Who's for Kids and Who's Just Kidding in Florida

Roy Miller
February 11, 1999

Florida's gradual transformation in political resolve—from a state that hasn't paid enough attention to its children to a state trying in earnest to reduce the huge debt amassed from years of neglecting their needs—did not come about by accident. Rather, it's the result of a multi-year, strategically planned campaign using materials and ideas created jointly by the Coalition for America's Children, the Benton Foundation, and the Florida Children's Campaign.

At the heart of the Florida Children's Campaign is the Coalition slogan, "Who's for Kids and Who's Just Kidding," one of the most powerful political statements coined in years. The slogan is especially effective when used in the context of a well orchestrated children's campaign, patterned after real-life candidate campaigns, with selective audience targeting, message development, and grassroots strategies.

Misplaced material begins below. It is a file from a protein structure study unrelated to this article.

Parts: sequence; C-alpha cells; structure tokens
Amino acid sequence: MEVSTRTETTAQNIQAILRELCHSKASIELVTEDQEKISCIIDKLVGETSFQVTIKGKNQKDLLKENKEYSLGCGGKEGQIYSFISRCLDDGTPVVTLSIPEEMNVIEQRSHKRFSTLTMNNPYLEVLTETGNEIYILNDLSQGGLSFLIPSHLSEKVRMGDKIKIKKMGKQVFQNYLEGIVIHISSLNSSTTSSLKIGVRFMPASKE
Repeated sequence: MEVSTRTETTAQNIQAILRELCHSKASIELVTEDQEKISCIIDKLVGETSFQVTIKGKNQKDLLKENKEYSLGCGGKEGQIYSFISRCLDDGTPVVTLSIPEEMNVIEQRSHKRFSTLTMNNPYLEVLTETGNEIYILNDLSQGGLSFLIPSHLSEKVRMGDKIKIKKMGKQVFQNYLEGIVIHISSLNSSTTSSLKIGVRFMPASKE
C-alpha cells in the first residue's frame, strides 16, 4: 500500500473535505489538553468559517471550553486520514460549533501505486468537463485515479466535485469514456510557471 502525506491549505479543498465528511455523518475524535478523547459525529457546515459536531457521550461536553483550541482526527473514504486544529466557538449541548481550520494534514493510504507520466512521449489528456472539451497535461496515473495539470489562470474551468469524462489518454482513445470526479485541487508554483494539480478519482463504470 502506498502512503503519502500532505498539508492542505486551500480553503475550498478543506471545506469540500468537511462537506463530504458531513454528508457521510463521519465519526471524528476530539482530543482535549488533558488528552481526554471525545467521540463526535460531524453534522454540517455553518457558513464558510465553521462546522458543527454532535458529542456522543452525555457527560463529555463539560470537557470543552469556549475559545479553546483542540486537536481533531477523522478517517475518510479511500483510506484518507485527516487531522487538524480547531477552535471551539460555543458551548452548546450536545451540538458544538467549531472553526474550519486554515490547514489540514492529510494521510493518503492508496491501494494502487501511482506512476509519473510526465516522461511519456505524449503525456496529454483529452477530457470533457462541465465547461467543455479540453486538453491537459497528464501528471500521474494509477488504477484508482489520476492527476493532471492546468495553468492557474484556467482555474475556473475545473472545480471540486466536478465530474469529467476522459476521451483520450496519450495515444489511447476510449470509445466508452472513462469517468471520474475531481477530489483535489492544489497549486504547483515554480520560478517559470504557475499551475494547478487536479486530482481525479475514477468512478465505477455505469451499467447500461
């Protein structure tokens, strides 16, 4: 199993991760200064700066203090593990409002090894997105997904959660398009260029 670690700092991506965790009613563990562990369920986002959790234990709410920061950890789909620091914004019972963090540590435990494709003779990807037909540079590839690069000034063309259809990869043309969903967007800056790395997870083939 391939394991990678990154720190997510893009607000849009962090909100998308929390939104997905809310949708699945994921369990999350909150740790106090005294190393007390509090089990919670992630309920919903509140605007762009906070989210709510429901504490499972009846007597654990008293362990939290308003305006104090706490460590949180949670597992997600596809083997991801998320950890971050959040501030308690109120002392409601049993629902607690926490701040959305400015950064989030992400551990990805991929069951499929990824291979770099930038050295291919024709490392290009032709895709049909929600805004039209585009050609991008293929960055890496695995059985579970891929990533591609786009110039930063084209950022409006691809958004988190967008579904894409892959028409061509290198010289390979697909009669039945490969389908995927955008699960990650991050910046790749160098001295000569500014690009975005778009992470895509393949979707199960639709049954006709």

When coupled with issues of real concern to voters, the slogan creates a startling contrast between those who only say that children's needs are important and those who are actively working to put children first on the political priority list. We like to say in Florida that "candidates should no longer feel free to kiss babies on the campaign trail and forget about them after election day." Use of the slogan helps separate the contenders from the pretenders.

This clear-cut delineation is important because partisan party politics is a game of sharp contrasts. Political parties strive constantly to put themselves on one side of an issue and their opponents on the other.

Real-life issues are never that clear-cut, but political campaigns make them appear to be. That's why the "Who's for Kids and Who's Just Kidding" slogan works—it gives non-partisan children's campaigns a powerful tool to level the playing field when it comes to public perception.

 


Roy Miller serves as Campaign Director of Florida's Children's Campaign.



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